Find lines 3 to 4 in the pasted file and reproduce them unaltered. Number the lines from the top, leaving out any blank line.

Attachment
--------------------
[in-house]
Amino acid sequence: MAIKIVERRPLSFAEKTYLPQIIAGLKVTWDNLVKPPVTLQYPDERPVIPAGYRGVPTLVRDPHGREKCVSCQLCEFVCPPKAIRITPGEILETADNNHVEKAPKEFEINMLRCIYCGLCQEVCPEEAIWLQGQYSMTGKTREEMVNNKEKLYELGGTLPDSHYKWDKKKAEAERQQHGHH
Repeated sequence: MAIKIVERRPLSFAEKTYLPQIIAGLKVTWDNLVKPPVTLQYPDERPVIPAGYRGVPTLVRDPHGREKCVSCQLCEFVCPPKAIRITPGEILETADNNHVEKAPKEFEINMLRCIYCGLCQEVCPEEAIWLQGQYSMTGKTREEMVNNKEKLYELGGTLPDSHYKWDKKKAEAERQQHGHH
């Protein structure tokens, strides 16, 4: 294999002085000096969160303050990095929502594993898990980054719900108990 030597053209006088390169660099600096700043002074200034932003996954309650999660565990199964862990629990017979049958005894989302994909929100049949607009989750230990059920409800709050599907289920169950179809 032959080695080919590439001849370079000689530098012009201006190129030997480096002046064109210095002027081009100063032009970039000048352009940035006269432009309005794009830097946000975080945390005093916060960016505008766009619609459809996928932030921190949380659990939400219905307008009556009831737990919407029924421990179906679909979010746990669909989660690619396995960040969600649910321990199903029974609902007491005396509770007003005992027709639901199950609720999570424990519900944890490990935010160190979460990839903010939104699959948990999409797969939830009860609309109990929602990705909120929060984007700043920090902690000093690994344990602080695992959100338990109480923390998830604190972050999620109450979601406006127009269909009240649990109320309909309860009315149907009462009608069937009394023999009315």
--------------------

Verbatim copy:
Repeated sequence: MAIKIVERRPLSFAEKTYLPQIIAGLKVTWDNLVKPPVTLQYPDERPVIPAGYRGVPTLVRDPHGREKCVSCQLCEFVCPPKAIRITPGEILETADNNHVEKAPKEFEINMLRCIYCGLCQEVCPEEAIWLQGQYSMTGKTREEMVNNKEKLYELGGTLPDSHYKWDKKKAEAERQQHGHH
């Protein structure tokens, strides 16, 4: 294999002085000096969160303050990095929502594993898990980054719900108990 030597053209006088390169660099600096700043002074200034932003996954309650999660565990199964862990629990017979049958005894989302994909929100049949607009989750230990059920409800709050599907289920169950179809 032959080695080919590439001849370079000689530098012009201006190129030997480096002046064109210095002027081009100063032009970039000048352009940035006269432009309005794009830097946000975080945390005093916060960016505008766009619609459809996928932030921190949380659990939400219905307008009556009831737990919407029924421990179906679909979010746990669909989660690619396995960040969600649910321990199903029974609902007491005396509770007003005992027709639901199950609720999570424990519900944890490990935010160190979460990839903010939104699959948990999409797969939830009860609309109990929602990705909120929060984007700043920090902690000093690994344990602080695992959100338990109480923390998830604190972050999620109450979601406006127009269909009240649990109320309909309860009315149907009462009608069937009394023999009315």